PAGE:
His skills and love of cooking have elevated the food at the Library Ale House to several steps above your average pub grub, but the prices are still relatively reasonable (like $10 to $14 for a nice entree and they still have those chips and salsa).

Finally the food is on the same level as the amazing craft beer. I highly recommend stopping by if you haven’t been for some time. (Order the Frickles — fried pickles — to snack on while watching a ball game.) Things have definitely changed for the better at the Library Ale House.

(From L to R) Rick’s Tavern on Main is lead by general manager Bob Linster, owner Howard Alpert, and executive chef Chris Morrison. (Brandon Wise brandonw@www.smdp.com)

The same can be said of Rick’s Tavern, but the journey to get there varies greatly from Hugenberger’s. Instead of trying to stay under the radar, owner Howard Alpert, who also runs Main Street’s Circle Bar, has made some significant changes, including sprucing up the inside to make it more refined and less divey.

That means a new paint job, better fixtures, chairs and booths, art work instead of memorabilia and kitsch, and some flat-screen TVs. There’s also a new classically trained chef in the kitchen who has designed a menu void of most of the fried, fattening foods of yesteryear. There’s still traditional bar grub like chicken wings and sausages, but there’s also a fresh kale salad and Peruvian ceviche.

“Because I grew up in the meat business I wanted to make sure that the food is good,” said Alpert, a real estate agent by trade who specializes in restaurants. Alpert hired a food consultant and mixologist to help with the menu.

“I want this to be a neighborhood place,” he added. “We still have burgers, but with high-quality meat.”

The kitchen stays open as late as the bar so folks looking to satisfy late-night cravings can hit Rick’s without worry of missing out on their signature burger, which features pulled pork and bacon on a soft, warm pretzel bun. The chef, Chris Morrison, uses a mixture of three different cuts to make his patty and the result is a decadent burger sure to please the hardiest eaters.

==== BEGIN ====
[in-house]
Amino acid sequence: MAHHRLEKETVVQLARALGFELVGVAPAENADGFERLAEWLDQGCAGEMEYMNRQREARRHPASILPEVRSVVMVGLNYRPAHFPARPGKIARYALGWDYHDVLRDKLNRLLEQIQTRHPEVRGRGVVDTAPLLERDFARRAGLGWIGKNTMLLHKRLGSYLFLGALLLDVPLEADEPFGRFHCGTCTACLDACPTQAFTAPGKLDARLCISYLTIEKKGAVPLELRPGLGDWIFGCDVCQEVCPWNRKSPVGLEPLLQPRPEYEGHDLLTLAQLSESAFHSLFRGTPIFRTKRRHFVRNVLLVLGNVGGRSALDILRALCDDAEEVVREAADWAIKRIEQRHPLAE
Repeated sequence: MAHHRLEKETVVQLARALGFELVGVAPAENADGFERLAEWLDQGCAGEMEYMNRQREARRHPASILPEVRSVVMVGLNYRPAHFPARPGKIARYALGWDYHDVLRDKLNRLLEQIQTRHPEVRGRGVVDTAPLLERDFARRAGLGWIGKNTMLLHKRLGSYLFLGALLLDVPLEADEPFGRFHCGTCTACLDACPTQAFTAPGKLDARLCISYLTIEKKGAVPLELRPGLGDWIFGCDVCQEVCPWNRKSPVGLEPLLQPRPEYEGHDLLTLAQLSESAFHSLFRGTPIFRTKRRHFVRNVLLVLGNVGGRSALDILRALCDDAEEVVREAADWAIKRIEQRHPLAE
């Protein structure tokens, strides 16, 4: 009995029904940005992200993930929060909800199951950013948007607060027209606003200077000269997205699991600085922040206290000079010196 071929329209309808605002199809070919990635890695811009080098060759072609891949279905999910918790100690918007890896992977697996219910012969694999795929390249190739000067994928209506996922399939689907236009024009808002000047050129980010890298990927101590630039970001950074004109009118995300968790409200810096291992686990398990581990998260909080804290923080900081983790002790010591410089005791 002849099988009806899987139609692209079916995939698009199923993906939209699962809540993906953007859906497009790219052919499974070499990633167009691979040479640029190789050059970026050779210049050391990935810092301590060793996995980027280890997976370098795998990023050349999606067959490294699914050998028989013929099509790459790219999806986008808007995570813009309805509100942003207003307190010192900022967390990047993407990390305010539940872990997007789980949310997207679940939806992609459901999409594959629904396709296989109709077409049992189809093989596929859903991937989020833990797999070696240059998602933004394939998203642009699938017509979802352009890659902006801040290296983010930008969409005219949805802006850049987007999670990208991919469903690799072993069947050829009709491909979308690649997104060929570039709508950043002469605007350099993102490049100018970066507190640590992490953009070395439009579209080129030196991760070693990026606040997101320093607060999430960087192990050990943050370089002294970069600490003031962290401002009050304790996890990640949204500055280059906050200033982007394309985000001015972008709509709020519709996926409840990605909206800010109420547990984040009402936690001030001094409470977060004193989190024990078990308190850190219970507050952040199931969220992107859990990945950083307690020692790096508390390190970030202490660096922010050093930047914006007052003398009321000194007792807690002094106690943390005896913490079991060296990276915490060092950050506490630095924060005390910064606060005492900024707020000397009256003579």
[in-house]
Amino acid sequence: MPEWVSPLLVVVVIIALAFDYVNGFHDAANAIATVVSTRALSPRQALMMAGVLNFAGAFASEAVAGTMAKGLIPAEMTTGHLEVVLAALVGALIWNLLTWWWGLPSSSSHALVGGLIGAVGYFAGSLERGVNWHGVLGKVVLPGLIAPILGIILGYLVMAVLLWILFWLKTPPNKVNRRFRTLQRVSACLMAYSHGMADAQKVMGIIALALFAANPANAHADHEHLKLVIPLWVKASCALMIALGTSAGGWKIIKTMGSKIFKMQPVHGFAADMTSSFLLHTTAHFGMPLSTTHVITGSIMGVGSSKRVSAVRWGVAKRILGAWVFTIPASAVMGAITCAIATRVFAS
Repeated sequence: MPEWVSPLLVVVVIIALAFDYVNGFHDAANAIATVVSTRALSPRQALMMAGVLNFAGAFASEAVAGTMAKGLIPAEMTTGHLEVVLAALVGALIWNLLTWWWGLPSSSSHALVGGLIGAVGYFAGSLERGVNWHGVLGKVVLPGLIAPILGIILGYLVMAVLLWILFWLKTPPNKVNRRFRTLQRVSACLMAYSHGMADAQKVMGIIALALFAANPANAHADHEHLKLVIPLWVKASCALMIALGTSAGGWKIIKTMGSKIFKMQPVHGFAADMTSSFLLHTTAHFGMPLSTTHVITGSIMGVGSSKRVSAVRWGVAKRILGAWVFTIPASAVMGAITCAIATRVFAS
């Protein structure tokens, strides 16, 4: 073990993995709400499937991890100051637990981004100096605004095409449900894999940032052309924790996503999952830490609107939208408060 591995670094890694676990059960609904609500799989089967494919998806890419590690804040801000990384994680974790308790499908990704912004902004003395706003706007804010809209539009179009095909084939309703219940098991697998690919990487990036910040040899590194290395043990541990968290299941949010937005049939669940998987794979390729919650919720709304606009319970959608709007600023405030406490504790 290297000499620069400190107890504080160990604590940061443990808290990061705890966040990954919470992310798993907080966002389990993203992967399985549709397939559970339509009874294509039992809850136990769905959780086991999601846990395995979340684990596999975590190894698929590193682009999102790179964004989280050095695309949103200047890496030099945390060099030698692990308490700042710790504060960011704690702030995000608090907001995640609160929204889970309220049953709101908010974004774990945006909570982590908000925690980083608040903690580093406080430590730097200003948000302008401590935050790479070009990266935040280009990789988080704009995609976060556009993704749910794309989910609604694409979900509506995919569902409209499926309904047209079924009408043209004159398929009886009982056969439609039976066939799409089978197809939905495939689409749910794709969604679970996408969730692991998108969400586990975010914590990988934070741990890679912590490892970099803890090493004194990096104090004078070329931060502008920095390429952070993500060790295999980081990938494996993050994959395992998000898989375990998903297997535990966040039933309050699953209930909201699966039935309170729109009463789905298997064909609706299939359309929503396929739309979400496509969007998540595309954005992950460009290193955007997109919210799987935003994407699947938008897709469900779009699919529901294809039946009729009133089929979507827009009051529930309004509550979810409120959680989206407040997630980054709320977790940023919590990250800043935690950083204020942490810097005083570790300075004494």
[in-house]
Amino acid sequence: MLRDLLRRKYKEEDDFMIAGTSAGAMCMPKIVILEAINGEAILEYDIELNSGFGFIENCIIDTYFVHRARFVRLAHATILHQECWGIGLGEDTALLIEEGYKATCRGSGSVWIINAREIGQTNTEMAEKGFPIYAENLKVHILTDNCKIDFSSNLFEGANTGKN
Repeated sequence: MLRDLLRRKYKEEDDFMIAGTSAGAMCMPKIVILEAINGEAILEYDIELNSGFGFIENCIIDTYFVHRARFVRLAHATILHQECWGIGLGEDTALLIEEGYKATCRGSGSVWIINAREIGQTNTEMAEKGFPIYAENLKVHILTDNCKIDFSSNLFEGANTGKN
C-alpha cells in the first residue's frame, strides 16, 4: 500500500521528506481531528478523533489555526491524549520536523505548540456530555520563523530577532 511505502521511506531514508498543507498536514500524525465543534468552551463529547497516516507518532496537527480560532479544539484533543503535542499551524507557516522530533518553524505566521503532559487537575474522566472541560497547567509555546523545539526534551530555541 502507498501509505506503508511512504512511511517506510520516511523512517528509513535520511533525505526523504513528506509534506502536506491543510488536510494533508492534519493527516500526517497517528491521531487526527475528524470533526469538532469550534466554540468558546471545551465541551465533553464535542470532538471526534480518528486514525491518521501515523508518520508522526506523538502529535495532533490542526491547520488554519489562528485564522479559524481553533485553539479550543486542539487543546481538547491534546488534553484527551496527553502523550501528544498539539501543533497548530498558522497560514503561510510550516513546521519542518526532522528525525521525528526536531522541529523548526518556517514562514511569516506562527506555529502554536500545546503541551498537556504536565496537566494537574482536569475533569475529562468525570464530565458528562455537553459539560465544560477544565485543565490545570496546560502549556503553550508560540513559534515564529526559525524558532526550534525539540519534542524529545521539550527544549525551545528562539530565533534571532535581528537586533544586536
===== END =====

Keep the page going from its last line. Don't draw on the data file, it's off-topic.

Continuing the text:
“Everything we do here is focused on making sure the food is local,” Chris said. “If I put it on the plate I want to see where it comes from.”

Rick’s Tavern on Main features bar staples like their pulled-pork burger with bacon for the hearty eaters and a kale salad with parmesan for those looking for something lighter. (Brandon Wise brandonw@www.smdp.com)

A major change that may turn off some loyalists of Rick’s is the move from a New York-centric bar to one that welcomes fans of all major sports teams. That could prove to be a risky decision on Alpert’s part, but he wanted to be more inclusive, particularly since Los Angeles doesn’t have a professional football team.

“We took away that identity of New York,” he said as he dove into a kale salad with chili flakes, mashed avocado, Parmesan and panko with rosemary and thyme-infused olive oil. “We want to be welcoming to everyone. We are the local watering hole.”

No longer just a hole in the wall, Rick’s feels a tad more sophisticated than before, but yet still a home away from home, a friendly bar with improved food options and a more refined drink menu that serves the neighborhood better than ever — that is if you aren’t a New York transplant. Seriously though, don’t we have enough of them here already?


If you go

Library Ale House

2911 Main St.

Santa Monica, Calif.


(310) 314-4855



Rick’s Tavern on Main

2907 Main St.

Santa Monica, Calif.


(310) 392-2772